In social learning theory, the observer is likely to imitate the model’s behavior if the model possesses traits such as power, intelligence, or popularity that the observer finds desirable (“Observational Learning”, 2010). In Bill’s case, it could be that he encountered an incident in the past where the person he admired endured terrible consequences while speaking in public, and in response, Bill avoids situations where public speaking is required. “In observational learning, the observer will react to the way the model is treated and mimics their behavior” (“Observational Learning”, 2010), similar to Bill’s case.

In psychology, extinction refers to the gradual weakening of a conditioned response (learned response) that results in the behavior decreasing or disappearing (“Behaviorism,” 2011). In classical conditioning, extinction occurs when the conditioned stimulus (environment factor) is no longer paired with an unconditioned response (innate or natural physiological reaction). In operant conditioning, extinction is possible if the trained behavior is no longer reinforced, or if the reinforcement is no longer rewarding.

In Bill’s situation, the process of extinction can be used to help overcome his fear of public speaking. Bill’s anxiety initially occurred due to intense fear of failure or public embarrassment in case the audience disliked his speech or if he made mistakes during his speech. If the negative reaction is removed from the situation, or replaced by a positive reaction from the audience, such as applause after the speech, it can extinguish his phobia of public speaking. Although individuals who suffer from phobias, such as public speaking, find it difficult to overcome their fears and anxiety, gradual steps can be taken toward improvement.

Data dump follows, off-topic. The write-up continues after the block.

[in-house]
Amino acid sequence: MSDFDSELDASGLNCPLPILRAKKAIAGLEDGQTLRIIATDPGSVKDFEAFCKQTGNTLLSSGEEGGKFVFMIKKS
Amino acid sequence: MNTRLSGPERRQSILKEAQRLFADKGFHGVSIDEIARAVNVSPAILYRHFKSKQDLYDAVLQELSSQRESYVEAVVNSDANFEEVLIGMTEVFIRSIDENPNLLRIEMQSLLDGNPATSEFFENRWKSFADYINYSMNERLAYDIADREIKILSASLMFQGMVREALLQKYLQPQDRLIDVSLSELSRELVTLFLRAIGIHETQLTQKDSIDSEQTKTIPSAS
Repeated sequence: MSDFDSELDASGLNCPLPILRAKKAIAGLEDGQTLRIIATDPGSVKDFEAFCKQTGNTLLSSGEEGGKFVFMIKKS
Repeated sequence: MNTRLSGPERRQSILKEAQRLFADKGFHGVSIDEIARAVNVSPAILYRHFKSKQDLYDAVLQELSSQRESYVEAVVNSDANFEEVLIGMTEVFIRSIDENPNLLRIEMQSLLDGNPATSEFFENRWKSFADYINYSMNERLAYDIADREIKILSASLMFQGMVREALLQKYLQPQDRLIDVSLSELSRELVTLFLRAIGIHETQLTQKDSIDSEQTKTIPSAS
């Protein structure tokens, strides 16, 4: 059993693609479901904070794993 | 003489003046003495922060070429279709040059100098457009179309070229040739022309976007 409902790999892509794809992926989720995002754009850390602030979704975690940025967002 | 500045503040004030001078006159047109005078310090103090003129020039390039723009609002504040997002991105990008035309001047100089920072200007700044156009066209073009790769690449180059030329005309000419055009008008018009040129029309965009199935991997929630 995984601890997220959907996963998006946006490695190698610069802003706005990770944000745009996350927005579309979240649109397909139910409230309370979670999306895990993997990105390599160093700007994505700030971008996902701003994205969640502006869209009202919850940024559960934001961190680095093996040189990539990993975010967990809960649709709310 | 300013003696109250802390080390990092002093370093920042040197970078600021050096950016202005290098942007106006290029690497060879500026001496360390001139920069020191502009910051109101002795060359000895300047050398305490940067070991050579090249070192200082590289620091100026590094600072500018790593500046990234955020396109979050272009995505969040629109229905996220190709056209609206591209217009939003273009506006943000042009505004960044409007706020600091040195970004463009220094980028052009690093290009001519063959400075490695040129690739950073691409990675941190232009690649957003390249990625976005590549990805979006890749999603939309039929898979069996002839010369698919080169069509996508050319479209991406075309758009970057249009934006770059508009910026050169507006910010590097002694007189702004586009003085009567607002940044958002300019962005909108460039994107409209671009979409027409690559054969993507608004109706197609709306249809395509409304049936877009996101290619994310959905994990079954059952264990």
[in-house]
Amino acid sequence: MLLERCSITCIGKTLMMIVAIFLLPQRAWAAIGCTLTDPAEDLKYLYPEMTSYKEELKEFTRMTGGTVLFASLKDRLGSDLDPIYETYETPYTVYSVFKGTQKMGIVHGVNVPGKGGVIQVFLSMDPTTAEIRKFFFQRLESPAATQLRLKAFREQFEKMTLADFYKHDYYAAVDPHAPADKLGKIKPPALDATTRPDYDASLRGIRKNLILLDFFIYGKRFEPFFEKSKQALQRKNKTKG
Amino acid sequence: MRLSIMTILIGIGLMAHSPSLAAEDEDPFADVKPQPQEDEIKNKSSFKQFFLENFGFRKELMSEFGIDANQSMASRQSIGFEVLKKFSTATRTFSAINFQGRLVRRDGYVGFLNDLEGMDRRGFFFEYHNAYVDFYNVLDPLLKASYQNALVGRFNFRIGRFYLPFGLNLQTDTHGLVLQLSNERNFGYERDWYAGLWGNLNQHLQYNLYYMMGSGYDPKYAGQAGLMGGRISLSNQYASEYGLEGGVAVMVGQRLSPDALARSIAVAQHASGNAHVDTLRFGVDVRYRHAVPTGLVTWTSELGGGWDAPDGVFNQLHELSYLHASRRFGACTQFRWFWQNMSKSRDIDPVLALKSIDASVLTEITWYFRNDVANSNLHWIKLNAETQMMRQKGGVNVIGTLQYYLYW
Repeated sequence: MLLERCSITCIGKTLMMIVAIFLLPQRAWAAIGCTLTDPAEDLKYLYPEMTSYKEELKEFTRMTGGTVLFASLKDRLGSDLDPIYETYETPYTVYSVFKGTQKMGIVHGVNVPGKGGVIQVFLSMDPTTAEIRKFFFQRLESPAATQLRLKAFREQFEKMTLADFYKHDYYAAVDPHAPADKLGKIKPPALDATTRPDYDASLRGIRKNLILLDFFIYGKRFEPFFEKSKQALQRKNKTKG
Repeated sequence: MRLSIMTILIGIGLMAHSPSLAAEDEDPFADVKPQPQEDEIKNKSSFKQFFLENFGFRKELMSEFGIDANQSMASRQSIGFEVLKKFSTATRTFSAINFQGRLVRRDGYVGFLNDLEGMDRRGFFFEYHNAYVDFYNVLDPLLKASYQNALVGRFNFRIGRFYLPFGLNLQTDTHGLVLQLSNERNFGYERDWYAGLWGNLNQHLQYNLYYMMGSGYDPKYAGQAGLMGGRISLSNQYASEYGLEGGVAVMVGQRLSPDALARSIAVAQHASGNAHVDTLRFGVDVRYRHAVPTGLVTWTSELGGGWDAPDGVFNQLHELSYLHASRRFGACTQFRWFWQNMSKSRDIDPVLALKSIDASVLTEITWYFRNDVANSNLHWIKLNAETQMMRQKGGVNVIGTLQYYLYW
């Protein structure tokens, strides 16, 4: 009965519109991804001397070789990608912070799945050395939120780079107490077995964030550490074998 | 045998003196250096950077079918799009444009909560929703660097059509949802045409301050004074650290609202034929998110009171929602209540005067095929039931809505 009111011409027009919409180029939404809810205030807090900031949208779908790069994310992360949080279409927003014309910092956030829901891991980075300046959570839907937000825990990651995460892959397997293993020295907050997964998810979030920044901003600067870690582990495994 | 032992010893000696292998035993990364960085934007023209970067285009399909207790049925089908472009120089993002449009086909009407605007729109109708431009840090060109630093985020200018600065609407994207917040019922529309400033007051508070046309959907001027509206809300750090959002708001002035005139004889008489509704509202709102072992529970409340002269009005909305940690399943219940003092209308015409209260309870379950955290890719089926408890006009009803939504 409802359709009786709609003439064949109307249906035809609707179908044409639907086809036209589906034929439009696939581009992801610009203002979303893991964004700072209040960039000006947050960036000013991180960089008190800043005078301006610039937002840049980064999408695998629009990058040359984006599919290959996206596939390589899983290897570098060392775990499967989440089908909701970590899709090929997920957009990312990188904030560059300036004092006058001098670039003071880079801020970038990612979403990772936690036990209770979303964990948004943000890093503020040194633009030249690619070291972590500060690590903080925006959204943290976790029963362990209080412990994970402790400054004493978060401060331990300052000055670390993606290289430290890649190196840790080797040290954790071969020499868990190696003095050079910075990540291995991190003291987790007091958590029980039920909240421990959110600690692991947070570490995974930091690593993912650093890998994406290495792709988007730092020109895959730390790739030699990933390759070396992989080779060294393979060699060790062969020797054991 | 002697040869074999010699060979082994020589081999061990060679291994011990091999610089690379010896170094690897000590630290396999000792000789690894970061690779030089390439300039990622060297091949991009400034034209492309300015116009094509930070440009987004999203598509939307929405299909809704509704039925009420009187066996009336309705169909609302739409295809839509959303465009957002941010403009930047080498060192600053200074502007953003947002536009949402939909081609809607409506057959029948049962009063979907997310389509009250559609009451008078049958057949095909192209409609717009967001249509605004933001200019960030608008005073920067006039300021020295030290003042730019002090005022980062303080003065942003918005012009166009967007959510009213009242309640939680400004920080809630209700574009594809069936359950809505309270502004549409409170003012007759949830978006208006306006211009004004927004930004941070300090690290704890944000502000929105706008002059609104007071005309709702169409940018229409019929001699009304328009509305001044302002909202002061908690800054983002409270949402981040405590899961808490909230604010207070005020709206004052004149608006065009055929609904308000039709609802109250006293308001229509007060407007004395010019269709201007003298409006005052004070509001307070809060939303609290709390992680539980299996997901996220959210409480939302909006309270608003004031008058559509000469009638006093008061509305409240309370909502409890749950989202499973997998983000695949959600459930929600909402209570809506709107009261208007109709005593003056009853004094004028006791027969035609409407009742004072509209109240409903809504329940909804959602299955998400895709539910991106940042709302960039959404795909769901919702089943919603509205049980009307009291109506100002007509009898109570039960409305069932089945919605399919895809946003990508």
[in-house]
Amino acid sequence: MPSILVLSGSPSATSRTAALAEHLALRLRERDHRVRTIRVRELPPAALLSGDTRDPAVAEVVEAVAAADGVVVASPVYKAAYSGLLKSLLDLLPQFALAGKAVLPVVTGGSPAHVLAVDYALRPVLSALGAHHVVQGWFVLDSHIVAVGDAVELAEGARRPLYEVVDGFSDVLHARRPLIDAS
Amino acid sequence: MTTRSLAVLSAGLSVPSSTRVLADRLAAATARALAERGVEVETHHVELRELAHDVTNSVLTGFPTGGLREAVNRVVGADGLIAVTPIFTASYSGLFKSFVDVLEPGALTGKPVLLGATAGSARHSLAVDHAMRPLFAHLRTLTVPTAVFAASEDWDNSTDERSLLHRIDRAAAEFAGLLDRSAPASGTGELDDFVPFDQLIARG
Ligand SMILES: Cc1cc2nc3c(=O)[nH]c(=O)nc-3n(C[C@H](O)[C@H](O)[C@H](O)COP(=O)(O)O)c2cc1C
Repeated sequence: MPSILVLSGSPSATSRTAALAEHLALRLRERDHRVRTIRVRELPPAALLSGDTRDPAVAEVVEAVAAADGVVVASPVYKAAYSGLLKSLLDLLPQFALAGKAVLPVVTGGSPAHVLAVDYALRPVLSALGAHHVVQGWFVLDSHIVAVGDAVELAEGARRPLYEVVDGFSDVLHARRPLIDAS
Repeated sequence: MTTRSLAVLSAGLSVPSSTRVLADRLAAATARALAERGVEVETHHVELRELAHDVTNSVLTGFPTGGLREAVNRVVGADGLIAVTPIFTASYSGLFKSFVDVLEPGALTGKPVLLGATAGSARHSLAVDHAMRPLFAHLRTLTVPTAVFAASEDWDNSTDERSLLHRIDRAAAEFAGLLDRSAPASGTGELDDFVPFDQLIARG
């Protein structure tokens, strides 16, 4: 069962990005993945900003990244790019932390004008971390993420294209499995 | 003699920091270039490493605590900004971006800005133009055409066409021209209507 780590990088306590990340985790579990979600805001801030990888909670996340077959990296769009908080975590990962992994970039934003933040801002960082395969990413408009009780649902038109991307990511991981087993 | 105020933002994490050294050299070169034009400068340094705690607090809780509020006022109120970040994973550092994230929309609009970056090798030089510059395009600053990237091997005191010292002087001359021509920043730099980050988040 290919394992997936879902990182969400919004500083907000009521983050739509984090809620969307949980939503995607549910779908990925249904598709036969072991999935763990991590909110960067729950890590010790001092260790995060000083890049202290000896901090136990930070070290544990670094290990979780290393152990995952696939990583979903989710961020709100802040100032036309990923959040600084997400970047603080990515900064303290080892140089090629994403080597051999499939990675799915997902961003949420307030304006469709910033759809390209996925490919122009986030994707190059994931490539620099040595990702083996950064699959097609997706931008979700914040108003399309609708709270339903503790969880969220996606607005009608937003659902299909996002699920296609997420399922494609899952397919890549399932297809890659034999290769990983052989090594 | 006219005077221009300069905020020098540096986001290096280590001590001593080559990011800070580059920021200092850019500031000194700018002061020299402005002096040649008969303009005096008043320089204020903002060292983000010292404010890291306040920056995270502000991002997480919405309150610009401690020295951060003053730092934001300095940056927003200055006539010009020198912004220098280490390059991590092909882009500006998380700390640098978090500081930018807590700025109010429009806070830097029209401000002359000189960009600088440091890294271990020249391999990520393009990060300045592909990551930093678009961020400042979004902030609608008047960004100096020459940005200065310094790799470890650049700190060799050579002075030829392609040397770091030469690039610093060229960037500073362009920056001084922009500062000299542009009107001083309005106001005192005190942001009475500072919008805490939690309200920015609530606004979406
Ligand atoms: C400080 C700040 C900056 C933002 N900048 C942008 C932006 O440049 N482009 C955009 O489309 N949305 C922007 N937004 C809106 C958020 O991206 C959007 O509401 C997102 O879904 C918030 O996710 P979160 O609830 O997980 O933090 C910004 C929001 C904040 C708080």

Cognitive learning can assist in overcoming the fear of public speaking vastly. The ultimate goal of therapists integrating cognitive-behavioral techniques to overcome phobias in their patients is to replace the self-inflicting negative thoughts with positive thoughts. People who suffer from public speaking phobia often have misconceptions about their ability to successfully engage the audience in a positive manner (Cuncic, 2012).

Cognitive therapy can assist patients to look at old experiences of guilt, embarrassment, or anger over past situations and move forward with a renewed interest in public speaking (Cuncic, 2012). Cognitive therapy could help Bill suppress his public speaking phobia by replacing his underlying core beliefs, also known as schemes, which influence how we interpret our environment, in a positive manner (Cuncic, 2012). Cognitive therapy can help Bill become more assertive in social situations and gain confidence for speaking in front of an audience (Cuncic, 2012).

The majority of people suffer from intense fear regarding public speaking, some more than others. As mentioned above, environmental factors are important contributors to implementing such fears. Individuals who suffer from public speaking phobia have had bad experiences related to public speaking in the past that contributed to developing an aversive reaction toward public speaking.

However, when an incident occurs where the person is admired and applauded for their speech, their phobia can gradually become non-existent. Cognitive-behavioral therapists (CBT) can also assist these individuals in regaining confidence by positive thinking, and addressing perfectionism and being more realistic regarding speaking publicly (Cuncic, 2012). Cognitive therapists can also assist in dealing with procrastination with public speaking as well. Similar to Bill’s case, he avoided giving speeches at work, which he was required to do on a weekly basis. Cognitive therapy could be the best solution to help Bill overcome his phobia.


  1. Behaviorism. (2011). Retrieved from
  2. Cuncic, A. (2012). Cognitive-Behavioral Therapy and Social Anxiety Disorder. Retrieved from
  3. Observational Learning. (2010). Retrieved from
  4. Teachman, B. (2010). Social Phobia and Public Speaking Anxiety. Retrieved from